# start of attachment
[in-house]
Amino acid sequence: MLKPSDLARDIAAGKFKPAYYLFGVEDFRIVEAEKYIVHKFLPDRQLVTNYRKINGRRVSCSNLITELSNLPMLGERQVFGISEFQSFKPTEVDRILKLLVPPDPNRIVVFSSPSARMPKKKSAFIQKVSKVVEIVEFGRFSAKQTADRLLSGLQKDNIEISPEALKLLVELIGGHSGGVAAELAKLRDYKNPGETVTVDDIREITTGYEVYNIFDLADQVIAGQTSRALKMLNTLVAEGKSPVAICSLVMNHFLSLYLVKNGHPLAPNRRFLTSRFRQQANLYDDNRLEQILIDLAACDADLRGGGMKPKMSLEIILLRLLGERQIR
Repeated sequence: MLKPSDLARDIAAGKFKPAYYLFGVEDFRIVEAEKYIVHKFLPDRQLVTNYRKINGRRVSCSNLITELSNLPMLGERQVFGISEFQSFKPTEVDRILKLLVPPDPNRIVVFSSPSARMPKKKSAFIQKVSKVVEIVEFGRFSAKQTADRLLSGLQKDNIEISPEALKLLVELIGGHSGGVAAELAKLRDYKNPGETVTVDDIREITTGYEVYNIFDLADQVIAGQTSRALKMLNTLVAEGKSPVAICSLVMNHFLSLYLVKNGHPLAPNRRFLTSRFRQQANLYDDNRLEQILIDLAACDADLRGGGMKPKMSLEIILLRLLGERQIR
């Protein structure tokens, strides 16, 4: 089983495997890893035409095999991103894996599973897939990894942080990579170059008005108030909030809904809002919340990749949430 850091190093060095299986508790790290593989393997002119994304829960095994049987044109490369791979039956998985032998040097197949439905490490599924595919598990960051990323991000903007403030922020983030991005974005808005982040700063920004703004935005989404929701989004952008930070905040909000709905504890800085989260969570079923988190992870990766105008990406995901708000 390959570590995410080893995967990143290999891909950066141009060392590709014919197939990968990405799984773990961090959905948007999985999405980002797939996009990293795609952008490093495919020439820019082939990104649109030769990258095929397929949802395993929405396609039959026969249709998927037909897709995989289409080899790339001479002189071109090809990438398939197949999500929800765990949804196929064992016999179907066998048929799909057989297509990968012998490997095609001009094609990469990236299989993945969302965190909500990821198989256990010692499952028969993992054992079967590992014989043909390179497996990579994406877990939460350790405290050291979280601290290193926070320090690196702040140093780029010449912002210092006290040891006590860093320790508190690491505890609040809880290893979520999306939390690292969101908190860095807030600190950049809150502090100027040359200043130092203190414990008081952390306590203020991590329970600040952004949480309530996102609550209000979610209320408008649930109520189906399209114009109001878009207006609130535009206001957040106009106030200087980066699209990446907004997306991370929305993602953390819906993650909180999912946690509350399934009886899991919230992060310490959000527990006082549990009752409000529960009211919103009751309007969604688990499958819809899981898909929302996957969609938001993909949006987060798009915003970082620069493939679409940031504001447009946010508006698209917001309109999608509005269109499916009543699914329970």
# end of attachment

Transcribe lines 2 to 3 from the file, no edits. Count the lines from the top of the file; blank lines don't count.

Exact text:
Amino acid sequence: MLKPSDLARDIAAGKFKPAYYLFGVEDFRIVEAEKYIVHKFLPDRQLVTNYRKINGRRVSCSNLITELSNLPMLGERQVFGISEFQSFKPTEVDRILKLLVPPDPNRIVVFSSPSARMPKKKSAFIQKVSKVVEIVEFGRFSAKQTADRLLSGLQKDNIEISPEALKLLVELIGGHSGGVAAELAKLRDYKNPGETVTVDDIREITTGYEVYNIFDLADQVIAGQTSRALKMLNTLVAEGKSPVAICSLVMNHFLSLYLVKNGHPLAPNRRFLTSRFRQQANLYDDNRLEQILIDLAACDADLRGGGMKPKMSLEIILLRLLGERQIR
Repeated sequence: MLKPSDLARDIAAGKFKPAYYLFGVEDFRIVEAEKYIVHKFLPDRQLVTNYRKINGRRVSCSNLITELSNLPMLGERQVFGISEFQSFKPTEVDRILKLLVPPDPNRIVVFSSPSARMPKKKSAFIQKVSKVVEIVEFGRFSAKQTADRLLSGLQKDNIEISPEALKLLVELIGGHSGGVAAELAKLRDYKNPGETVTVDDIREITTGYEVYNIFDLADQVIAGQTSRALKMLNTLVAEGKSPVAICSLVMNHFLSLYLVKNGHPLAPNRRFLTSRFRQQANLYDDNRLEQILIDLAACDADLRGGGMKPKMSLEIILLRLLGERQIR